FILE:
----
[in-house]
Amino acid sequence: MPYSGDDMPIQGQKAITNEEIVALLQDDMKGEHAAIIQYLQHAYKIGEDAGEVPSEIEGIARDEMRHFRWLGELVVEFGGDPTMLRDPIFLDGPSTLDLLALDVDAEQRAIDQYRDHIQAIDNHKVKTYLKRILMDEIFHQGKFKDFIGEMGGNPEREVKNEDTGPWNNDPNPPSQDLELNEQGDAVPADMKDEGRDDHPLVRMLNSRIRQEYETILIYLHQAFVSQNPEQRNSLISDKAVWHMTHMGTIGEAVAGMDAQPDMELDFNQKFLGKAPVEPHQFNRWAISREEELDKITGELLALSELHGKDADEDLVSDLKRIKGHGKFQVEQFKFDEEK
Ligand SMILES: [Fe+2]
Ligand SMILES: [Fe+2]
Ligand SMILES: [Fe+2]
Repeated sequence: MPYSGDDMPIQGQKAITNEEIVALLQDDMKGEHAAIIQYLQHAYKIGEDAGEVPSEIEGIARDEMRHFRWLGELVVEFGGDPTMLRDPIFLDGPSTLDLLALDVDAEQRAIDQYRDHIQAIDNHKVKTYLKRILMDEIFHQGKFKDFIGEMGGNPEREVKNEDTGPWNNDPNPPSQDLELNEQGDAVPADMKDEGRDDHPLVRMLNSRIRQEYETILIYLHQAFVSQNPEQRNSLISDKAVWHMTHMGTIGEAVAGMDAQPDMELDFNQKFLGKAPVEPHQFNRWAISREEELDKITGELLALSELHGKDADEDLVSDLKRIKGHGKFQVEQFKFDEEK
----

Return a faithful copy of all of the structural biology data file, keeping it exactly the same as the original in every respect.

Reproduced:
[in-house]
Amino acid sequence: MPYSGDDMPIQGQKAITNEEIVALLQDDMKGEHAAIIQYLQHAYKIGEDAGEVPSEIEGIARDEMRHFRWLGELVVEFGGDPTMLRDPIFLDGPSTLDLLALDVDAEQRAIDQYRDHIQAIDNHKVKTYLKRILMDEIFHQGKFKDFIGEMGGNPEREVKNEDTGPWNNDPNPPSQDLELNEQGDAVPADMKDEGRDDHPLVRMLNSRIRQEYETILIYLHQAFVSQNPEQRNSLISDKAVWHMTHMGTIGEAVAGMDAQPDMELDFNQKFLGKAPVEPHQFNRWAISREEELDKITGELLALSELHGKDADEDLVSDLKRIKGHGKFQVEQFKFDEEK
Ligand SMILES: [Fe+2]
Ligand SMILES: [Fe+2]
Ligand SMILES: [Fe+2]
Repeated sequence: MPYSGDDMPIQGQKAITNEEIVALLQDDMKGEHAAIIQYLQHAYKIGEDAGEVPSEIEGIARDEMRHFRWLGELVVEFGGDPTMLRDPIFLDGPSTLDLLALDVDAEQRAIDQYRDHIQAIDNHKVKTYLKRILMDEIFHQGKFKDFIGEMGGNPEREVKNEDTGPWNNDPNPPSQDLELNEQGDAVPADMKDEGRDDHPLVRMLNSRIRQEYETILIYLHQAFVSQNPEQRNSLISDKAVWHMTHMGTIGEAVAGMDAQPDMELDFNQKFLGKAPVEPHQFNRWAISREEELDKITGELLALSELHGKDADEDLVSDLKRIKGHGKFQVEQFKFDEEK